From our Grandparents’ Circle Steering Committee: Kay Beffa, Diane Sikes, Lilia “Toots” Bromley, Theresa Coughlin and Maryann McGuirk, who have been meeting regularly for the past year to create opportunities to honor and involve our grandparents and special friends in meaningful ways at Sea Crest.
Italian Proverb ~“If nothing is going well, call your grandparents.” As with many proverbs handed down through the generations, this one seems to have some truth!
Grandparents are very important people in the lives of their grandchildren and adult children. “The relationship between grandparents and their grandchildren is second in emotional importance only to the relationship between parent and child,” according to Dr. Karl Pillemer of Cornell University. Having grandparents involved in the lives of children offers tremendous benefits, for both the grandchildren and the grandparents.
Dr. Pillemer writes, “Research shows that as many as 9 out of 10 adult grandchildren feel their grandparents influenced their values and behaviors. Grandparents transmit to their grandchildren the values and norms of social order.”
Sea Crest School welcomes grandparents on campus and their active involvement with their grandchildren’s school life – by volunteering in the classroom, on field trips, and in activities planned by our Grandparents’ Circle. We interviewed these wonderful grandparents to learn more about they connect with their grandchildren, what lessons they hope to teach them and if they have some advice to offer other grandparents. Here are some excerpts:
What activities do you do to connect with your grandchildren?
“We write together, we are writing a book together. We share the love of music, we travel together, (he is) my best pal. I don’t see my older (grandchildren) often, but we communicate.”
“They are paying more attention to texting. If I need to make a connection, I text them. They respond quickly. People complain about texting and new tech, but I like it because it’s instant and an advantage to stay closer.”
“Making yourself available for whatever is needed: pickups, Drs’ appointments… parents are busy. I always try to be there for them.”
“Being on call. He invited me to go to the movies and paid with his card.”
Do you have long-distance grandchildren? How do you connect with them?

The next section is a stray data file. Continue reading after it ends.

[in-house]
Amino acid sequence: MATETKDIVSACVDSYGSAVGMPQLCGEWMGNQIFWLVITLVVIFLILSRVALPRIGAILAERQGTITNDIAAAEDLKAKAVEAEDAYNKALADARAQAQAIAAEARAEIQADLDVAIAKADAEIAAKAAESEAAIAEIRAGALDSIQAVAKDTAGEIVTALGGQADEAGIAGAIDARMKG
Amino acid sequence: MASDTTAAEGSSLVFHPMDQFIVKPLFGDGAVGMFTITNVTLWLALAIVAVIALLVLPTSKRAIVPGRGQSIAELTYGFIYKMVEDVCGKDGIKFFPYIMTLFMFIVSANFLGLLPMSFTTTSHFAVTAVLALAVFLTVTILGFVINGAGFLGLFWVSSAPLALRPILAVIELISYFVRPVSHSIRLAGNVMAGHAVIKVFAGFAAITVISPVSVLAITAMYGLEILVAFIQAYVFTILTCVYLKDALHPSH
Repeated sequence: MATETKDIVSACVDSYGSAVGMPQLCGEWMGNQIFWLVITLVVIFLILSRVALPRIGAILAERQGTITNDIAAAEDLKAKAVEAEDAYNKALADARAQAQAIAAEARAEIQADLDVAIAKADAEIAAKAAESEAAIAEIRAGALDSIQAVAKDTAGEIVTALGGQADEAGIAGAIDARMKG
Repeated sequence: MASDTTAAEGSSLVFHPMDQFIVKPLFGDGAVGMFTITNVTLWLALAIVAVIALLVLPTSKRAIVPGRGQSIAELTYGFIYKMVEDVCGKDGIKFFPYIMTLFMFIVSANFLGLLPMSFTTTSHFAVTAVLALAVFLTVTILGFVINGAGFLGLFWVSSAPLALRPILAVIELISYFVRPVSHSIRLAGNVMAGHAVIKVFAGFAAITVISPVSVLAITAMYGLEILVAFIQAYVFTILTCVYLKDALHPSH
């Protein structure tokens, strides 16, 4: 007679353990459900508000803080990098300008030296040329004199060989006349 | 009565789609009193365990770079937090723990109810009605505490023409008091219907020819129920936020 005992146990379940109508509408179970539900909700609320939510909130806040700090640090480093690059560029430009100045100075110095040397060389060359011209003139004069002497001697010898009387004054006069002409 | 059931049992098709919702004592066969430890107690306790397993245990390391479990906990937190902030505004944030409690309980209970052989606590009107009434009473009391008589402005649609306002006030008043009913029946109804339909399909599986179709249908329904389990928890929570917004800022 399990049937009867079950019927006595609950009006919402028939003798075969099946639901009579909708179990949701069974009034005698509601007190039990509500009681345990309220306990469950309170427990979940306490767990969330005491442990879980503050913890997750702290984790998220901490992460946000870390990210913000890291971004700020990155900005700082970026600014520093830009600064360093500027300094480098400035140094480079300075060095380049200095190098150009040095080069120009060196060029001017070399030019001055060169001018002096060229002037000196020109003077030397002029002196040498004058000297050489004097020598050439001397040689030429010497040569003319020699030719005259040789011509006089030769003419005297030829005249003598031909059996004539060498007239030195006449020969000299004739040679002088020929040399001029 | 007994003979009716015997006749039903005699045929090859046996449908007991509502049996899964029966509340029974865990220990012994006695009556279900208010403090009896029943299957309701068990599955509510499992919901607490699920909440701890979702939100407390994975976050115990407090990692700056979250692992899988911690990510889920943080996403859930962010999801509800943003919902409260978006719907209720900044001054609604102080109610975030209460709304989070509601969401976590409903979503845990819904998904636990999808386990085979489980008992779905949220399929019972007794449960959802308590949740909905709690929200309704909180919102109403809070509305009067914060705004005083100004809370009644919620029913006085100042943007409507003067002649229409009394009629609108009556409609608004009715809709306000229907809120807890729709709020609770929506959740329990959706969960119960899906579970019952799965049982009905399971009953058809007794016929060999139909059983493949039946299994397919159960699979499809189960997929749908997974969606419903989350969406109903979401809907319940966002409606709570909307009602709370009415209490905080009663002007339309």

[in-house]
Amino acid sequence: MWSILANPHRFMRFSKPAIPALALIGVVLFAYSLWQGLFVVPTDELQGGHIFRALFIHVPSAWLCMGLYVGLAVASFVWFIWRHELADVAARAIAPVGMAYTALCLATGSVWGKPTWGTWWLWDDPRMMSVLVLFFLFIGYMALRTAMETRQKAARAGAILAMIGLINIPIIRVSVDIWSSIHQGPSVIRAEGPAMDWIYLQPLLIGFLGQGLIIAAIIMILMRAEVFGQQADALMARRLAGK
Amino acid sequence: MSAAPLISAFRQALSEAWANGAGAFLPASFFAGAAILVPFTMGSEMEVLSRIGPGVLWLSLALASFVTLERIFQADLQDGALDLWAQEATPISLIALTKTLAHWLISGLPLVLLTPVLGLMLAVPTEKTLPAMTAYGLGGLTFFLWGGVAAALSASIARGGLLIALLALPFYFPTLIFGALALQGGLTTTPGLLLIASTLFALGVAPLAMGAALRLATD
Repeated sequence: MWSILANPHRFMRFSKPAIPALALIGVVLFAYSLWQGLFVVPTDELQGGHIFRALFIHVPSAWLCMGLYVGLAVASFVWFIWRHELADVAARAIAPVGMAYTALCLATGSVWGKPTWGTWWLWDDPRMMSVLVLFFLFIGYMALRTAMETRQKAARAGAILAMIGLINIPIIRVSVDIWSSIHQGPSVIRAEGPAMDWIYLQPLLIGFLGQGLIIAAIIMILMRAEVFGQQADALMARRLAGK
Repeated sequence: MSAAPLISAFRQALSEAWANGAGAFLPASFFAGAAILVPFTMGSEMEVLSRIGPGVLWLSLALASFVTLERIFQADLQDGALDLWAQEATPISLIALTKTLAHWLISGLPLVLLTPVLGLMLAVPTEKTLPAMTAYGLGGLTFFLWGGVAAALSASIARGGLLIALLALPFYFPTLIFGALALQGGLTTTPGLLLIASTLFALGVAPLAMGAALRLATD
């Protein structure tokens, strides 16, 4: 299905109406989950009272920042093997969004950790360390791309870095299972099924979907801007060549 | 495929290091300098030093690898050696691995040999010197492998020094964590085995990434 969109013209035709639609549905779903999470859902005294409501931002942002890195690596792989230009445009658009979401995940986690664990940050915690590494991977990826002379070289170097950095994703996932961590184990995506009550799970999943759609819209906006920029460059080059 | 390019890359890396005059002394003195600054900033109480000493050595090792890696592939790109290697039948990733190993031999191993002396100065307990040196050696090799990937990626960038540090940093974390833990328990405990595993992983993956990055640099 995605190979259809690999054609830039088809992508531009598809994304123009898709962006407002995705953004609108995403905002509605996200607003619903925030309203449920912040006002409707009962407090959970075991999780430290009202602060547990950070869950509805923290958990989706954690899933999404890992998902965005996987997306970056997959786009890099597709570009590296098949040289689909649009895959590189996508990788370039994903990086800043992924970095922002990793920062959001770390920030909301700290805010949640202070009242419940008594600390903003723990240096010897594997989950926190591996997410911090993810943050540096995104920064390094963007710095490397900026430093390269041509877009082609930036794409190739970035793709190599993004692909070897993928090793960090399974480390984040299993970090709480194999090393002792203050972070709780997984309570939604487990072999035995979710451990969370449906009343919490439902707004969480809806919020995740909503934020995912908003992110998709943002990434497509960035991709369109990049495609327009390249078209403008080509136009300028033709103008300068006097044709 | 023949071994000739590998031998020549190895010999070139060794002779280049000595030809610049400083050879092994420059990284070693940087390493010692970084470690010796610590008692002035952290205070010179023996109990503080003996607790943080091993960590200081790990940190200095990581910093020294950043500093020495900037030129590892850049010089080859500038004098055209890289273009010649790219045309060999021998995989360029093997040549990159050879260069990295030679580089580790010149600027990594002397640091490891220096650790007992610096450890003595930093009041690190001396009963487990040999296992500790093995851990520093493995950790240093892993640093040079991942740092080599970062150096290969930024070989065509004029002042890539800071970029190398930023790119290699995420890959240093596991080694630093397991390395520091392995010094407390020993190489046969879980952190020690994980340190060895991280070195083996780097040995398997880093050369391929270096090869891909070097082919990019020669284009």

“I have 10-12 yr old grandchildren in LA and I created a fund for them. I also gave them a diary to write down how they are using their money. I’m trying to teach them money management.”
“I sent my granddaughters a treasure card. One of them bought an Apple watch. We spoil them, but we teach them.”
“We travel together every year to Tahoe. We create opportunities to have the whole family together if it can happen.”
What values or lessons do you hope to teach your grandchildren?
“They always teach me something.”
“I believe in the Asian philosophy that passing on my values to reflect them who they are. If you are stubborn and passionate, I like to reflect back what you see and teach them to get to know themselves and stand up for who they are. It’s priceless for both.”
What advice do you have for other grandparents?
“Have one-on-one, thoughtful relationships.”
“Give them their own space, especially those (who live) nearby. I always call first.”
“Not to step on the parents’ toes. I’m always careful when giving advice to my grandchildren. You can’t be judgmental.”
“Parents need to vent, but sometimes they are not asking for advice. They are just sharing. They don’t need us to say anything, just listen.”
“Be engaged. This is what we are here for now. Help raise healthy children. Make them feel they are important. Our grandkids’ independence is admirable and deserves respect.”
The relationship between these generations offers an important marker for the kids: “A chance to be aware of themselves in the long generational line of people that led to them! “, said Diane Sikes to conclude the lovely conversation.